Empire of the Sun (Opinion)

865 WordsFeb 12, 20064 Pages
What can I say about "Empire of the Sun" other than it is a brilliant book, "Empire of the Sun" is not about the end; it's all about the journey. Knowing that's going to happen is irrelevant, it's how things happen that's important and how people react to the events. The novel tells the story, in a fictional account, of the author's experiences as a young boy in Shanghai at the outbreak of the Second World War. Jim, the third person narrator of the novel, is separated from his parents when the Japanese invade Shanghai at the end of 1941. The first part of the novel tells of his adventures on the streets of Shanghai, trying first of all to find his parents, then to give himself up to the Japanese. When even that fails, Jim's life becomes a…show more content…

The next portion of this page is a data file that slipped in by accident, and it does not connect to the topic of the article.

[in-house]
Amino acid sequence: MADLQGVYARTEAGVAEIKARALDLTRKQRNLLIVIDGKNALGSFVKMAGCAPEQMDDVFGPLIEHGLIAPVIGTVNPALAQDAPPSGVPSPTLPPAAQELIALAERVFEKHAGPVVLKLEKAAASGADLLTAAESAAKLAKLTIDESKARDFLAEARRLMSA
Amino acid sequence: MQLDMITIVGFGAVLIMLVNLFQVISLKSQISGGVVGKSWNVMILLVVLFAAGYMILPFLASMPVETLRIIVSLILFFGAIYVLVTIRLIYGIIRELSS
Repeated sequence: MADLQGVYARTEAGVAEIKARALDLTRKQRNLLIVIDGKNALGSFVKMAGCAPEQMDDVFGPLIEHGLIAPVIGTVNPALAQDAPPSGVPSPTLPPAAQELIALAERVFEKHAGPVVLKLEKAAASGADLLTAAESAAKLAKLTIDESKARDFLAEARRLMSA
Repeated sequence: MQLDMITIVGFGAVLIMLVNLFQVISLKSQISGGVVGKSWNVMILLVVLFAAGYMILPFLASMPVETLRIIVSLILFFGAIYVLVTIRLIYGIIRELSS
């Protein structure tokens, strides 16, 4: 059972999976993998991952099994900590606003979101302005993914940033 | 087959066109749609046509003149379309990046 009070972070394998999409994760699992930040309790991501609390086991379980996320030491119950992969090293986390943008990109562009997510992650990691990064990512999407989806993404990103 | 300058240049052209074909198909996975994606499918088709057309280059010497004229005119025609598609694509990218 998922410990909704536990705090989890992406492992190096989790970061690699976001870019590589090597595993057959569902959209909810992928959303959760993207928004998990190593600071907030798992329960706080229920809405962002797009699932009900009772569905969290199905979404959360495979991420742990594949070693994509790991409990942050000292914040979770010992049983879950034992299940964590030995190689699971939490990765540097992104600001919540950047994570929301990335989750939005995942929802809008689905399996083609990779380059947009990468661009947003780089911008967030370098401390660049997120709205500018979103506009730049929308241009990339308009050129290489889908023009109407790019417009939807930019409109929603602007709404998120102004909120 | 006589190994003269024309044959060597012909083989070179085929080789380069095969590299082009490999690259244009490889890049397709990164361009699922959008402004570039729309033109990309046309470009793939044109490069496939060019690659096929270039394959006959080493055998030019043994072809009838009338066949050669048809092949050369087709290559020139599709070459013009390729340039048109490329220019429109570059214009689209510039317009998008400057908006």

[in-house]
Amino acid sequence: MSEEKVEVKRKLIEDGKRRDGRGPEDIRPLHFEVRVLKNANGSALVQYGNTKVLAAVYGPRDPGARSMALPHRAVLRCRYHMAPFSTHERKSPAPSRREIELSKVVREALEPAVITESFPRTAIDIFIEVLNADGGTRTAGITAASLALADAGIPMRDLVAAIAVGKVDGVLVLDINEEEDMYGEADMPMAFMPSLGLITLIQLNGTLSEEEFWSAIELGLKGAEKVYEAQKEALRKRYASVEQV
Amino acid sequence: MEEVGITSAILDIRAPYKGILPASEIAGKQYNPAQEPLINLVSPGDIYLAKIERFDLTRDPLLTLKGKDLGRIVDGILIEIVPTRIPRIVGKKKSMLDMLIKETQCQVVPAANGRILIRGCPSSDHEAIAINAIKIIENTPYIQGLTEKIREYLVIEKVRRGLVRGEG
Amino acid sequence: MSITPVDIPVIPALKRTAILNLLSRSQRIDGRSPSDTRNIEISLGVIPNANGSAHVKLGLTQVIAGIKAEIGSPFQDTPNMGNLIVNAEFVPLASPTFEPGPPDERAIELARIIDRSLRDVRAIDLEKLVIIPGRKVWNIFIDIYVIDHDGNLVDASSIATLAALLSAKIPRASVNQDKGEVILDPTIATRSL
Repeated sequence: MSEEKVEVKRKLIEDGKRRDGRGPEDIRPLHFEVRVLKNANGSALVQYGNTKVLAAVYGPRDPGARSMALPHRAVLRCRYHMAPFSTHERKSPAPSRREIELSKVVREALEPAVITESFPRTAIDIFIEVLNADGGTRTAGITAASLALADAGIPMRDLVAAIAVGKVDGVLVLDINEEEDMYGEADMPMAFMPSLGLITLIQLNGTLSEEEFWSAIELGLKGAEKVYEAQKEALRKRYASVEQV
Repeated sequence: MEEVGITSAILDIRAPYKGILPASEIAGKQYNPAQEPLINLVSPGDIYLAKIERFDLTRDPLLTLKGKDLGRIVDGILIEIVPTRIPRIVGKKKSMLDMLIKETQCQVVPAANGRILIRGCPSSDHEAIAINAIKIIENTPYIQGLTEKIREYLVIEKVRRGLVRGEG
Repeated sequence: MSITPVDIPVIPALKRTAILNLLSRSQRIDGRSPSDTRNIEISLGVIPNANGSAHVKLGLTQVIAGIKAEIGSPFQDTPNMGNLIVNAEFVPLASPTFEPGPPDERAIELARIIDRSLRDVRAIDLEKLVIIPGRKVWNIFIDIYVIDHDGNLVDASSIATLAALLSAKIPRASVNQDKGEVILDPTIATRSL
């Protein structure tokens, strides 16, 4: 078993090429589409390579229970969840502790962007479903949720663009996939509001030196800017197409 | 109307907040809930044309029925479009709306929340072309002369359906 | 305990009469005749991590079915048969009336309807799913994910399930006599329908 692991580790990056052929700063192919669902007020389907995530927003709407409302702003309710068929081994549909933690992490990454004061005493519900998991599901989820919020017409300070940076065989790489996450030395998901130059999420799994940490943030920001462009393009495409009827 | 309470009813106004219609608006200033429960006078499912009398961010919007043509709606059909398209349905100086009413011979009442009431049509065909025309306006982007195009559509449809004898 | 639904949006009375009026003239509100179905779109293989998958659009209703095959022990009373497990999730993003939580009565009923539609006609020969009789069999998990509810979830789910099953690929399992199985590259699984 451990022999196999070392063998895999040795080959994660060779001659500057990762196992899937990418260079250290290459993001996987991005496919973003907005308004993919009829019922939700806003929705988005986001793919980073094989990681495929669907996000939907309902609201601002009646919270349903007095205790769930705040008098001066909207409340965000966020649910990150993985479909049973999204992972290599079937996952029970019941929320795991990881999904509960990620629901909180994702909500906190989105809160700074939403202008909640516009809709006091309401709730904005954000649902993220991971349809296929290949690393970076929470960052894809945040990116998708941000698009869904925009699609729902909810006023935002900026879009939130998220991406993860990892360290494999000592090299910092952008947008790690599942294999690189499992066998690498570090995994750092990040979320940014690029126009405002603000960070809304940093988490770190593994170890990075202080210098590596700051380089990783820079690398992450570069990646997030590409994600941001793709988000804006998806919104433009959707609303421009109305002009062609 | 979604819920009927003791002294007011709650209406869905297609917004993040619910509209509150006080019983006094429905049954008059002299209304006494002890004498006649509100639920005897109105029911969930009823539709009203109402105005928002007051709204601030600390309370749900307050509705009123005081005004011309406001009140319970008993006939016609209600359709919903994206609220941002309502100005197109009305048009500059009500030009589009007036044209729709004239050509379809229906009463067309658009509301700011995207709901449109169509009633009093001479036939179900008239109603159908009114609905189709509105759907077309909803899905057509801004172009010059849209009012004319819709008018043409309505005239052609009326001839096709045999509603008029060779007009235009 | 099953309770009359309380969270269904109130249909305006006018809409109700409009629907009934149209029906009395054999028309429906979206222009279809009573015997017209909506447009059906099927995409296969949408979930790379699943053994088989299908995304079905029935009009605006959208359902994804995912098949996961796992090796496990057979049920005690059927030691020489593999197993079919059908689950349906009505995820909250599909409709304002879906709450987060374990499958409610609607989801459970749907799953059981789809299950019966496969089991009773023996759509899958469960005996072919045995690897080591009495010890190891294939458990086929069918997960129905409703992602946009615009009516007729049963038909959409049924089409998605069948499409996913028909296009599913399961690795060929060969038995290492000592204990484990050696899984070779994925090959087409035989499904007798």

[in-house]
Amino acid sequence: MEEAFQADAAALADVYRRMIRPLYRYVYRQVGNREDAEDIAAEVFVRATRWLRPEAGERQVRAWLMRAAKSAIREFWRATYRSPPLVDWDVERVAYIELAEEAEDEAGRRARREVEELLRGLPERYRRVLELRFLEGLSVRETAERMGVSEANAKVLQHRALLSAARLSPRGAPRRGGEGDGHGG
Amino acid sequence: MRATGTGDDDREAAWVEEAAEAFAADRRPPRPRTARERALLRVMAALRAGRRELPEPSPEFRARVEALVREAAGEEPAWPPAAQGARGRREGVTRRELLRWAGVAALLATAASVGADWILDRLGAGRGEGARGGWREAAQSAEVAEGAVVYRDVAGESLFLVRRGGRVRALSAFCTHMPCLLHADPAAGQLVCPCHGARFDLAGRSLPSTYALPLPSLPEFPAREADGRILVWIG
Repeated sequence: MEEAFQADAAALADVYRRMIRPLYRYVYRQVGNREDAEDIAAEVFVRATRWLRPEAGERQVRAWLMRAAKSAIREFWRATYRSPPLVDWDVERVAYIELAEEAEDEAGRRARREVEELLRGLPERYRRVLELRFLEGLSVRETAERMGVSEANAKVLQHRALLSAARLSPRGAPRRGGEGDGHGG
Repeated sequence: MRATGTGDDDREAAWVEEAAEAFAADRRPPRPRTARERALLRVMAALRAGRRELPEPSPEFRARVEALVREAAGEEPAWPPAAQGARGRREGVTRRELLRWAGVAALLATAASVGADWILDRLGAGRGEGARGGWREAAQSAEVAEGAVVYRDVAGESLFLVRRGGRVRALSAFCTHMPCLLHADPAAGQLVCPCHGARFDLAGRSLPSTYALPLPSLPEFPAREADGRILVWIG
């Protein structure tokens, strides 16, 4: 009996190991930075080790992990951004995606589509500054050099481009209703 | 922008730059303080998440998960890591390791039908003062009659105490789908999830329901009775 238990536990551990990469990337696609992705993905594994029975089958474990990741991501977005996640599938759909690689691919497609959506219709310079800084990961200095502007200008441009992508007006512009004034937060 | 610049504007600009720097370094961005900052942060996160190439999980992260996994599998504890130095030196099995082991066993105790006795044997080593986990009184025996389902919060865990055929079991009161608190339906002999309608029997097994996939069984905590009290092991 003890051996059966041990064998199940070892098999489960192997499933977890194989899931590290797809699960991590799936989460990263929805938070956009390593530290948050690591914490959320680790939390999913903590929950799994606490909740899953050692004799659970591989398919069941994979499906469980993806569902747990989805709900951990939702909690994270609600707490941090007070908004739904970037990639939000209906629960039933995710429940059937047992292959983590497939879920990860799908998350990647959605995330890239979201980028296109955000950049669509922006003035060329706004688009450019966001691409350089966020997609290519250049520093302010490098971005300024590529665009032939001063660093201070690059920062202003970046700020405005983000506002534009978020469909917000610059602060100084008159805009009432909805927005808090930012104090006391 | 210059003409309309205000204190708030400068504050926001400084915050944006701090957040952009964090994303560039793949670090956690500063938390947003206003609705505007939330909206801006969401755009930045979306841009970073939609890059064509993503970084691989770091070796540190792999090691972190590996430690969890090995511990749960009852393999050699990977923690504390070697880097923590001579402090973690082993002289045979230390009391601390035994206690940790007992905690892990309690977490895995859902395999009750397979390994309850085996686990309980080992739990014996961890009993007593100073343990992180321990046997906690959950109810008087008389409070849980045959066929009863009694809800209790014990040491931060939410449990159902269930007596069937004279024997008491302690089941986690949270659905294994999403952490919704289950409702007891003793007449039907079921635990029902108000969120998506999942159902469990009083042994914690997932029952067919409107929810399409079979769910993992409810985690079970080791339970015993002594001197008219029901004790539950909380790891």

Jim realises this early on, with his child's uncomplicated view of the world, and does what he needs to survive. Of the adults in the book, only Dr Ransom, the idealistic camp Doctor, and Mr Maxted, an architect turned entrepreneur, actually manage to uphold the ideals of civilised society in the face of an enemy whose every action works to dehumanise. Most of the adults show selfish indifference, but the worst of the lot, in my opinion, is Basie, an American criuse-line steward who does whatever he has to to survive, including using others when it suits him and dropping them in an instant when it doesn't. Overall, this is a brilliantly written book. It tackles a very difficult subject matter head on and in an uncompromising fashion, but without ever trying to preach, which makes its message all the more powerful. Despite this, it is incredibly easy to read, with short, focused chapters which always leave you wanting more. If you haven't already, you really ought to read this

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